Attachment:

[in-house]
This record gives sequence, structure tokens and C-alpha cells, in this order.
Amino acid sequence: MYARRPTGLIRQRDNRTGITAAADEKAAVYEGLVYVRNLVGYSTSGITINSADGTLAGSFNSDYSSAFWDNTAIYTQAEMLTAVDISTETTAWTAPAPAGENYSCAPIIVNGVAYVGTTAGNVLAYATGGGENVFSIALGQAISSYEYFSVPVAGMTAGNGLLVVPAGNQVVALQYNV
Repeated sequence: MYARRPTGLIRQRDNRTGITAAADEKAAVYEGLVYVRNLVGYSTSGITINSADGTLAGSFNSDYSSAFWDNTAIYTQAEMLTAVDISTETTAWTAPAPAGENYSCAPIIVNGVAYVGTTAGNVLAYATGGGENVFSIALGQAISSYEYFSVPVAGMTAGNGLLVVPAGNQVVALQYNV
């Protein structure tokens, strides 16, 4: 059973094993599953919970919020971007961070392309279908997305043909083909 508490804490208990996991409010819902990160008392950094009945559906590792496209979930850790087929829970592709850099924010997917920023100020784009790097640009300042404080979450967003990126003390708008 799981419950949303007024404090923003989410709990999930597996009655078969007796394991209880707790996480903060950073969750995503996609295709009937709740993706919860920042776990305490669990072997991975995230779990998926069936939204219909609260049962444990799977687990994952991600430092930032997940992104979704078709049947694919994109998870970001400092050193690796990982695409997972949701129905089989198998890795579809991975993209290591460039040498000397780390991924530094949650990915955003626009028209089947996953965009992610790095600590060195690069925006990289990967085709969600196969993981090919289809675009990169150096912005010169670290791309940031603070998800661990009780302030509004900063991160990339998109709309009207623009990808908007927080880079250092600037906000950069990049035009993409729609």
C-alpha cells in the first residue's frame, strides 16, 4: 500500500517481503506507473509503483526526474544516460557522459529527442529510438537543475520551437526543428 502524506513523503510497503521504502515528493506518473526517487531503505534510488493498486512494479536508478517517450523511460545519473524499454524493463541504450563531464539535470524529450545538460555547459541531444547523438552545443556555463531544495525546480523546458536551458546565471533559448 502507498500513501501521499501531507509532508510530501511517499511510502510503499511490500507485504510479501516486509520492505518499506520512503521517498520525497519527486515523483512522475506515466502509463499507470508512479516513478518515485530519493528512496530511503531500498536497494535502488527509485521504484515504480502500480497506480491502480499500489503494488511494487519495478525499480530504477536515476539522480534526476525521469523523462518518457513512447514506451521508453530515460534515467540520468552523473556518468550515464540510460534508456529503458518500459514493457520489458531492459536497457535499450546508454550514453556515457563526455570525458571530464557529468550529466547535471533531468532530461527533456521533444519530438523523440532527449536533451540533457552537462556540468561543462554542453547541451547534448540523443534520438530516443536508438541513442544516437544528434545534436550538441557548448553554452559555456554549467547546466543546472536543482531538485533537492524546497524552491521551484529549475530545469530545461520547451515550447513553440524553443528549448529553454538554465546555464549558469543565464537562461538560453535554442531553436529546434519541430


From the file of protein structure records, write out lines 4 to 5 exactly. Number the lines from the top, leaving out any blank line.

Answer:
Repeated sequence: MYARRPTGLIRQRDNRTGITAAADEKAAVYEGLVYVRNLVGYSTSGITINSADGTLAGSFNSDYSSAFWDNTAIYTQAEMLTAVDISTETTAWTAPAPAGENYSCAPIIVNGVAYVGTTAGNVLAYATGGGENVFSIALGQAISSYEYFSVPVAGMTAGNGLLVVPAGNQVVALQYNV
């Protein structure tokens, strides 16, 4: 059973094993599953919970919020971007961070392309279908997305043909083909 508490804490208990996991409010819902990160008392950094009945559906590792496209979930850790087929829970592709850099924010997917920023100020784009790097640009300042404080979450967003990126003390708008 799981419950949303007024404090923003989410709990999930597996009655078969007796394991209880707790996480903060950073969750995503996609295709009937709740993706919860920042776990305490669990072997991975995230779990998926069936939204219909609260049962444990799977687990994952991600430092930032997940992104979704078709049947694919994109998870970001400092050193690796990982695409997972949701129905089989198998890795579809991975993209290591460039040498000397780390991924530094949650990915955003626009028209089947996953965009992610790095600590060195690069925006990289990967085709969600196969993981090919289809675009990169150096912005010169670290791309940031603070998800661990009780302030509004900063991160990339998109709309009207623009990808908007927080880079250092600037906000950069990049035009993409729609």